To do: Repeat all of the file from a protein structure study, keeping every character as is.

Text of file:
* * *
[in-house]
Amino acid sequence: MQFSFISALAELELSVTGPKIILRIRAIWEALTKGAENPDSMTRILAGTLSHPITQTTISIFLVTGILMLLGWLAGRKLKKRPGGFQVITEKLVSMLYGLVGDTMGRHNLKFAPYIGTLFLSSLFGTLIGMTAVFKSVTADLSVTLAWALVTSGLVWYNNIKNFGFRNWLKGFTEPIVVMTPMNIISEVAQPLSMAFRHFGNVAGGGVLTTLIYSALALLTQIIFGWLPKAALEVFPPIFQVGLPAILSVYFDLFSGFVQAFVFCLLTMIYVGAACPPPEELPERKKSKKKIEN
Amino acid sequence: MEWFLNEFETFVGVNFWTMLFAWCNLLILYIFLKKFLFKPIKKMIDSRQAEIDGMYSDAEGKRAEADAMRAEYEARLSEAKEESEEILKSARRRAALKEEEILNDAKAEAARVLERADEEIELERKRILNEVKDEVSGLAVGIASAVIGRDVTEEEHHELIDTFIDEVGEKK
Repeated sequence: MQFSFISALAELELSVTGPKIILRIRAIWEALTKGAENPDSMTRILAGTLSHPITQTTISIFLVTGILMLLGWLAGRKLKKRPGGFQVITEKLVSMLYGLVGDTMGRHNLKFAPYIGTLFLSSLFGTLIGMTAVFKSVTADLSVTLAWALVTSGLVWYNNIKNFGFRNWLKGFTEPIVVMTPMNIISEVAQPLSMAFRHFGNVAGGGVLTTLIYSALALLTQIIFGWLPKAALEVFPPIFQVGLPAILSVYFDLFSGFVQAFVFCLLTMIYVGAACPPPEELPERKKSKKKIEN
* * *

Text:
[in-house]
Amino acid sequence: MQFSFISALAELELSVTGPKIILRIRAIWEALTKGAENPDSMTRILAGTLSHPITQTTISIFLVTGILMLLGWLAGRKLKKRPGGFQVITEKLVSMLYGLVGDTMGRHNLKFAPYIGTLFLSSLFGTLIGMTAVFKSVTADLSVTLAWALVTSGLVWYNNIKNFGFRNWLKGFTEPIVVMTPMNIISEVAQPLSMAFRHFGNVAGGGVLTTLIYSALALLTQIIFGWLPKAALEVFPPIFQVGLPAILSVYFDLFSGFVQAFVFCLLTMIYVGAACPPPEELPERKKSKKKIEN
Amino acid sequence: MEWFLNEFETFVGVNFWTMLFAWCNLLILYIFLKKFLFKPIKKMIDSRQAEIDGMYSDAEGKRAEADAMRAEYEARLSEAKEESEEILKSARRRAALKEEEILNDAKAEAARVLERADEEIELERKRILNEVKDEVSGLAVGIASAVIGRDVTEEEHHELIDTFIDEVGEKK
Repeated sequence: MQFSFISALAELELSVTGPKIILRIRAIWEALTKGAENPDSMTRILAGTLSHPITQTTISIFLVTGILMLLGWLAGRKLKKRPGGFQVITEKLVSMLYGLVGDTMGRHNLKFAPYIGTLFLSSLFGTLIGMTAVFKSVTADLSVTLAWALVTSGLVWYNNIKNFGFRNWLKGFTEPIVVMTPMNIISEVAQPLSMAFRHFGNVAGGGVLTTLIYSALALLTQIIFGWLPKAALEVFPPIFQVGLPAILSVYFDLFSGFVQAFVFCLLTMIYVGAACPPPEELPERKKSKKKIEN